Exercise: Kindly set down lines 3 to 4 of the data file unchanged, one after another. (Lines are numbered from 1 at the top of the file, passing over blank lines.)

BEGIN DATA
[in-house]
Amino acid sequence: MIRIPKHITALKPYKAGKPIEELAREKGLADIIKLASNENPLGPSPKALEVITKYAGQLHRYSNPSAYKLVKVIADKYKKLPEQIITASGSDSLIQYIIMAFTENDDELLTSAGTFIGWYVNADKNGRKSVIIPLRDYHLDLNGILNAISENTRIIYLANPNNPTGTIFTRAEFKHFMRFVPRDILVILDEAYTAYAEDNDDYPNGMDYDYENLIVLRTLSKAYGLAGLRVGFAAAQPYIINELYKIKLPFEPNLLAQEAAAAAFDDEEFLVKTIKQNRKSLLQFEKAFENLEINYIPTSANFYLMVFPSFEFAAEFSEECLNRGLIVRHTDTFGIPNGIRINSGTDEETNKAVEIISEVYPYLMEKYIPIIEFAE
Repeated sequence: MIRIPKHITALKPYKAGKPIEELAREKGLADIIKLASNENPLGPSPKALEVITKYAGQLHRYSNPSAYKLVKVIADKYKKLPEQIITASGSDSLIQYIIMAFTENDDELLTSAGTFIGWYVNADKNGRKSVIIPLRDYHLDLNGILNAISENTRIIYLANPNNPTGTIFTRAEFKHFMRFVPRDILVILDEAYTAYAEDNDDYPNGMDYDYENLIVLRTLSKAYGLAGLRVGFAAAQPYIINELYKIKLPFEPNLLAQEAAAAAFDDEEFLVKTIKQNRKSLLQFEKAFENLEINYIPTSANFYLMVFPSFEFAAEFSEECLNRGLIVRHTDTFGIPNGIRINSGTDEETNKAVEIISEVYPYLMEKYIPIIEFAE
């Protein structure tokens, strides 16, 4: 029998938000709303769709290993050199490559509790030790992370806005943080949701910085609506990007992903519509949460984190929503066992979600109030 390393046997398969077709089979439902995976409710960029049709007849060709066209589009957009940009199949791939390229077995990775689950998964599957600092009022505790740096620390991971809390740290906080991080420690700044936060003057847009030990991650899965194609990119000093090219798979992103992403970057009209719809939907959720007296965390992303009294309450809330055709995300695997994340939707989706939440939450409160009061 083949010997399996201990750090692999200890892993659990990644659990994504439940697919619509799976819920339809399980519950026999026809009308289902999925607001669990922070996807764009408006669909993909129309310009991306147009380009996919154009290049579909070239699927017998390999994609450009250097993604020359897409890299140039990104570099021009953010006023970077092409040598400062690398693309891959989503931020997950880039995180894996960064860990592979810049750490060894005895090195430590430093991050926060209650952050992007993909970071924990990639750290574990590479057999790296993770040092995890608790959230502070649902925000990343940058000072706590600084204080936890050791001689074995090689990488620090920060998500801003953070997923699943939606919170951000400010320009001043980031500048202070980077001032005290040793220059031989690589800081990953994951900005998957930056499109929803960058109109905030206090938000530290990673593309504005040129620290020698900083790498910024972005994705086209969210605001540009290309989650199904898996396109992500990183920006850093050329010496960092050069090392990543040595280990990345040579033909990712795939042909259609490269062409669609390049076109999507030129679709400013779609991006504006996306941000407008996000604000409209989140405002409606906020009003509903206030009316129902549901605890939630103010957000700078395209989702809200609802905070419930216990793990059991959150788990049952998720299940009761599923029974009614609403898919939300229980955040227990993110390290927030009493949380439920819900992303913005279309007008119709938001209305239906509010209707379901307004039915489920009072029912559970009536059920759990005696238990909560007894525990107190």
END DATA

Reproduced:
Repeated sequence: MIRIPKHITALKPYKAGKPIEELAREKGLADIIKLASNENPLGPSPKALEVITKYAGQLHRYSNPSAYKLVKVIADKYKKLPEQIITASGSDSLIQYIIMAFTENDDELLTSAGTFIGWYVNADKNGRKSVIIPLRDYHLDLNGILNAISENTRIIYLANPNNPTGTIFTRAEFKHFMRFVPRDILVILDEAYTAYAEDNDDYPNGMDYDYENLIVLRTLSKAYGLAGLRVGFAAAQPYIINELYKIKLPFEPNLLAQEAAAAAFDDEEFLVKTIKQNRKSLLQFEKAFENLEINYIPTSANFYLMVFPSFEFAAEFSEECLNRGLIVRHTDTFGIPNGIRINSGTDEETNKAVEIISEVYPYLMEKYIPIIEFAE
């Protein structure tokens, strides 16, 4: 029998938000709303769709290993050199490559509790030790992370806005943080949701910085609506990007992903519509949460984190929503066992979600109030 390393046997398969077709089979439902995976409710960029049709007849060709066209589009957009940009199949791939390229077995990775689950998964599957600092009022505790740096620390991971809390740290906080991080420690700044936060003057847009030990991650899965194609990119000093090219798979992103992403970057009209719809939907959720007296965390992303009294309450809330055709995300695997994340939707989706939440939450409160009061 083949010997399996201990750090692999200890892993659990990644659990994504439940697919619509799976819920339809399980519950026999026809009308289902999925607001669990922070996807764009408006669909993909129309310009991306147009380009996919154009290049579909070239699927017998390999994609450009250097993604020359897409890299140039990104570099021009953010006023970077092409040598400062690398693309891959989503931020997950880039995180894996960064860990592979810049750490060894005895090195430590430093991050926060209650952050992007993909970071924990990639750290574990590479057999790296993770040092995890608790959230502070649902925000990343940058000072706590600084204080936890050791001689074995090689990488620090920060998500801003953070997923699943939606919170951000400010320009001043980031500048202070980077001032005290040793220059031989690589800081990953994951900005998957930056499109929803960058109109905030206090938000530290990673593309504005040129620290020698900083790498910024972005994705086209969210605001540009290309989650199904898996396109992500990183920006850093050329010496960092050069090392990543040595280990990345040579033909990712795939042909259609490269062409669609390049076109999507030129679709400013779609991006504006996306941000407008996000604000409209989140405002409606906020009003509903206030009316129902549901605890939630103010957000700078395209989702809200609802905070419930216990793990059991959150788990049952998720299940009761599923029974009614609403898919939300229980955040227990993110390290927030009493949380439920819900992303913005279309007008119709938001209305239906509010209707379901307004039915489920009072029912559970009536059920759990005696238990909560007894525990107190």